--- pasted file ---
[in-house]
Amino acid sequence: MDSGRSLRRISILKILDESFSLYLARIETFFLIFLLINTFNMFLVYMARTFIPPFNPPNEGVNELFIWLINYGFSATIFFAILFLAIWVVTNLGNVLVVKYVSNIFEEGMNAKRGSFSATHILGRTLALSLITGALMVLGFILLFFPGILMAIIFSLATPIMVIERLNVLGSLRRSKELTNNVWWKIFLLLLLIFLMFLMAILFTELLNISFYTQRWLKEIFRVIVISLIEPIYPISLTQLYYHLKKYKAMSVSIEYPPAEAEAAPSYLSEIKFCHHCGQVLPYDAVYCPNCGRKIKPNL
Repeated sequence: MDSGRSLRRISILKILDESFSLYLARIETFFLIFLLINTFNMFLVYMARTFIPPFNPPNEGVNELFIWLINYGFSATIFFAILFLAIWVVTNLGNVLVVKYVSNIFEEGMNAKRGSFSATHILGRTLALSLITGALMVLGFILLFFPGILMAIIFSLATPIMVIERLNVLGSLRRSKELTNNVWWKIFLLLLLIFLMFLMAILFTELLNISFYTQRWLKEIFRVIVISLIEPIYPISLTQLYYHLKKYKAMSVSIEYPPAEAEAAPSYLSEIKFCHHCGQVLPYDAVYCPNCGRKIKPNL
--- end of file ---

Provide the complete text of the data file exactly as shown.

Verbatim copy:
[in-house]
Amino acid sequence: MDSGRSLRRISILKILDESFSLYLARIETFFLIFLLINTFNMFLVYMARTFIPPFNPPNEGVNELFIWLINYGFSATIFFAILFLAIWVVTNLGNVLVVKYVSNIFEEGMNAKRGSFSATHILGRTLALSLITGALMVLGFILLFFPGILMAIIFSLATPIMVIERLNVLGSLRRSKELTNNVWWKIFLLLLLIFLMFLMAILFTELLNISFYTQRWLKEIFRVIVISLIEPIYPISLTQLYYHLKKYKAMSVSIEYPPAEAEAAPSYLSEIKFCHHCGQVLPYDAVYCPNCGRKIKPNL
Repeated sequence: MDSGRSLRRISILKILDESFSLYLARIETFFLIFLLINTFNMFLVYMARTFIPPFNPPNEGVNELFIWLINYGFSATIFFAILFLAIWVVTNLGNVLVVKYVSNIFEEGMNAKRGSFSATHILGRTLALSLITGALMVLGFILLFFPGILMAIIFSLATPIMVIERLNVLGSLRRSKELTNNVWWKIFLLLLLIFLMFLMAILFTELLNISFYTQRWLKEIFRVIVISLIEPIYPISLTQLYYHLKKYKAMSVSIEYPPAEAEAAPSYLSEIKFCHHCGQVLPYDAVYCPNCGRKIKPNL